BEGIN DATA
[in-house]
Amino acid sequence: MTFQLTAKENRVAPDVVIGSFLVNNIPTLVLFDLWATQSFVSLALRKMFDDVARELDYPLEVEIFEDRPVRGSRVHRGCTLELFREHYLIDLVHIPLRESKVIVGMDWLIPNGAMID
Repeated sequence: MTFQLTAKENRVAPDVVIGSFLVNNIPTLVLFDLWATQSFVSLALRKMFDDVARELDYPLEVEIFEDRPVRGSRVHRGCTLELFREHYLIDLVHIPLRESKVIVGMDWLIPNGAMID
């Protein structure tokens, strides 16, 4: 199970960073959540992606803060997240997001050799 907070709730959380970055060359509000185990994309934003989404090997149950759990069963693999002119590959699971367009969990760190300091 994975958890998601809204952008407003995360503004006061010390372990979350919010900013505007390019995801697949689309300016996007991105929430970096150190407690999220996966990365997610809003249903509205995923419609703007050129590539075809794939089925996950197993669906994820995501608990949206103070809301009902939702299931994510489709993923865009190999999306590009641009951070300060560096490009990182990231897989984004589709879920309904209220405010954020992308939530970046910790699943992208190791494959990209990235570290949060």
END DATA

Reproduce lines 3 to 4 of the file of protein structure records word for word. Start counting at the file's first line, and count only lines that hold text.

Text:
Repeated sequence: MTFQLTAKENRVAPDVVIGSFLVNNIPTLVLFDLWATQSFVSLALRKMFDDVARELDYPLEVEIFEDRPVRGSRVHRGCTLELFREHYLIDLVHIPLRESKVIVGMDWLIPNGAMID
């Protein structure tokens, strides 16, 4: 199970960073959540992606803060997240997001050799 907070709730959380970055060359509000185990994309934003989404090997149950759990069963693999002119590959699971367009969990760190300091 994975958890998601809204952008407003995360503004006061010390372990979350919010900013505007390019995801697949689309300016996007991105929430970096150190407690999220996966990365997610809003249903509205995923419609703007050129590539075809794939089925996950197993669906994820995501608990949206103070809301009902939702299931994510489709993923865009190999999306590009641009951070300060560096490009990182990231897989984004589709879920309904209220405010954020992308939530970046910790699943992208190791494959990209990235570290949060």